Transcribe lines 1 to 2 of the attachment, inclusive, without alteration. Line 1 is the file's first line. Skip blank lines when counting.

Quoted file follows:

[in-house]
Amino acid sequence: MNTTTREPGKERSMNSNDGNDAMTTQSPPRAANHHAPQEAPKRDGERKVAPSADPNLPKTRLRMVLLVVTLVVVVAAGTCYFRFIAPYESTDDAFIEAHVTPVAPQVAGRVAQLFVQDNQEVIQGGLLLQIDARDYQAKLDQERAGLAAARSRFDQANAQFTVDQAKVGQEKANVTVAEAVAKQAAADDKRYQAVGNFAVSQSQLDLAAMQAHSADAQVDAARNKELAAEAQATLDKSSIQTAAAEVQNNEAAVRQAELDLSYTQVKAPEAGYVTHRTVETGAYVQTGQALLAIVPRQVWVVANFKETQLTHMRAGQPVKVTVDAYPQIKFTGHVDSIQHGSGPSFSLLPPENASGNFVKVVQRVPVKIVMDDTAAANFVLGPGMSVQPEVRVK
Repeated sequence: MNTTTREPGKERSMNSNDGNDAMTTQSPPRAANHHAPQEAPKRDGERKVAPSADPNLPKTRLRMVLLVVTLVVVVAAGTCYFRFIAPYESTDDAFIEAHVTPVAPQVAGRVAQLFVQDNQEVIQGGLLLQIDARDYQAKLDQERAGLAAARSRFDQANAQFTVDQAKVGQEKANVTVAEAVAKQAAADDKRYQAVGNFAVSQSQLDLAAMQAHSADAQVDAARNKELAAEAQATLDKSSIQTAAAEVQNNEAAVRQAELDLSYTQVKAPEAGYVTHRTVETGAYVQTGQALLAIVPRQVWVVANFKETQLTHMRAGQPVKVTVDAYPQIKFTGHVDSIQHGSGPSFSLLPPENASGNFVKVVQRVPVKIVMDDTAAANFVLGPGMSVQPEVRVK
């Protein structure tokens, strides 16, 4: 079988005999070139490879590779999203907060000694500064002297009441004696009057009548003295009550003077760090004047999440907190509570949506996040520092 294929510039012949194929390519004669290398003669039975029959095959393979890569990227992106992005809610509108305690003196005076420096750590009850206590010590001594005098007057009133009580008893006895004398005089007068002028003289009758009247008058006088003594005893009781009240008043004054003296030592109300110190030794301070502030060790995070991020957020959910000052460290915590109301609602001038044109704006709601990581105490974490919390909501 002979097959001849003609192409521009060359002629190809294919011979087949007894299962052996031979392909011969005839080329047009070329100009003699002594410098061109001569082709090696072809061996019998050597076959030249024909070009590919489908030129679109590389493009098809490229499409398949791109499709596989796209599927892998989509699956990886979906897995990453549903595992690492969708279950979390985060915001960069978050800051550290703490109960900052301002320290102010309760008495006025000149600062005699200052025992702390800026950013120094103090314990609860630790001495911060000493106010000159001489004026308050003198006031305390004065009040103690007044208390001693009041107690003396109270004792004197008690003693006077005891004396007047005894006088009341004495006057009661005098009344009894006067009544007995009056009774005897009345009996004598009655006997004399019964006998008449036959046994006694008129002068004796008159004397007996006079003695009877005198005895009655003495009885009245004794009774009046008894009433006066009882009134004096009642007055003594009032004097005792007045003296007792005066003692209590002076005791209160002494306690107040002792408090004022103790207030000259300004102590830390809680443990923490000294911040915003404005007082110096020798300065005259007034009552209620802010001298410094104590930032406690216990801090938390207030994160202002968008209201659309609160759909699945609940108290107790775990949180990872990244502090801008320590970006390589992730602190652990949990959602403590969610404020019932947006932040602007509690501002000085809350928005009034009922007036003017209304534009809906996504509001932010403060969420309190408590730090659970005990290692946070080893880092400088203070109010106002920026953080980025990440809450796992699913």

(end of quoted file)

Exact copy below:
[in-house]
Amino acid sequence: MNTTTREPGKERSMNSNDGNDAMTTQSPPRAANHHAPQEAPKRDGERKVAPSADPNLPKTRLRMVLLVVTLVVVVAAGTCYFRFIAPYESTDDAFIEAHVTPVAPQVAGRVAQLFVQDNQEVIQGGLLLQIDARDYQAKLDQERAGLAAARSRFDQANAQFTVDQAKVGQEKANVTVAEAVAKQAAADDKRYQAVGNFAVSQSQLDLAAMQAHSADAQVDAARNKELAAEAQATLDKSSIQTAAAEVQNNEAAVRQAELDLSYTQVKAPEAGYVTHRTVETGAYVQTGQALLAIVPRQVWVVANFKETQLTHMRAGQPVKVTVDAYPQIKFTGHVDSIQHGSGPSFSLLPPENASGNFVKVVQRVPVKIVMDDTAAANFVLGPGMSVQPEVRVK